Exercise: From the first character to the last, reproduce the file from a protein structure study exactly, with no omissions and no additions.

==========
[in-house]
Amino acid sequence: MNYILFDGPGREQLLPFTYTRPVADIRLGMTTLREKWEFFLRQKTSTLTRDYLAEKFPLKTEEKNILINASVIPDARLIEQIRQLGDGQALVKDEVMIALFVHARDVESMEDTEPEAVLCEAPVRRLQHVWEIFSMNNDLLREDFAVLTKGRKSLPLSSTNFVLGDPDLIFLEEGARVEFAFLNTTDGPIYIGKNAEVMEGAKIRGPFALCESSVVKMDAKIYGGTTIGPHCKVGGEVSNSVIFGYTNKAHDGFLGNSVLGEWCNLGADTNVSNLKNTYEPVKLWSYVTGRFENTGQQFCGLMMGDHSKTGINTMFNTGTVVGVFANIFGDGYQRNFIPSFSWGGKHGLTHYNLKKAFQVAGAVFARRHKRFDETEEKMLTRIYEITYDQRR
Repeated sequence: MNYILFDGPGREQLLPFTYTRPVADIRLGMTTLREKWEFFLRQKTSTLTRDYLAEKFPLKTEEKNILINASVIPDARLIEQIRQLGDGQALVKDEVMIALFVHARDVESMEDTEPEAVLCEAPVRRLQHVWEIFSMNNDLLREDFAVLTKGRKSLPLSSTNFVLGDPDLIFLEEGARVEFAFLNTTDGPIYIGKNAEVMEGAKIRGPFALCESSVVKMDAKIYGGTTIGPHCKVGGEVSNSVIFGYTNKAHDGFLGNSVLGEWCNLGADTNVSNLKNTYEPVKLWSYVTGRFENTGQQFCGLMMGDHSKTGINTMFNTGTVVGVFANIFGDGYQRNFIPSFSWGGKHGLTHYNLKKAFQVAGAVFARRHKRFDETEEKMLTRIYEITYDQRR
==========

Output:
[in-house]
Amino acid sequence: MNYILFDGPGREQLLPFTYTRPVADIRLGMTTLREKWEFFLRQKTSTLTRDYLAEKFPLKTEEKNILINASVIPDARLIEQIRQLGDGQALVKDEVMIALFVHARDVESMEDTEPEAVLCEAPVRRLQHVWEIFSMNNDLLREDFAVLTKGRKSLPLSSTNFVLGDPDLIFLEEGARVEFAFLNTTDGPIYIGKNAEVMEGAKIRGPFALCESSVVKMDAKIYGGTTIGPHCKVGGEVSNSVIFGYTNKAHDGFLGNSVLGEWCNLGADTNVSNLKNTYEPVKLWSYVTGRFENTGQQFCGLMMGDHSKTGINTMFNTGTVVGVFANIFGDGYQRNFIPSFSWGGKHGLTHYNLKKAFQVAGAVFARRHKRFDETEEKMLTRIYEITYDQRR
Repeated sequence: MNYILFDGPGREQLLPFTYTRPVADIRLGMTTLREKWEFFLRQKTSTLTRDYLAEKFPLKTEEKNILINASVIPDARLIEQIRQLGDGQALVKDEVMIALFVHARDVESMEDTEPEAVLCEAPVRRLQHVWEIFSMNNDLLREDFAVLTKGRKSLPLSSTNFVLGDPDLIFLEEGARVEFAFLNTTDGPIYIGKNAEVMEGAKIRGPFALCESSVVKMDAKIYGGTTIGPHCKVGGEVSNSVIFGYTNKAHDGFLGNSVLGEWCNLGADTNVSNLKNTYEPVKLWSYVTGRFENTGQQFCGLMMGDHSKTGINTMFNTGTVVGVFANIFGDGYQRNFIPSFSWGGKHGLTHYNLKKAFQVAGAVFARRHKRFDETEEKMLTRIYEITYDQRR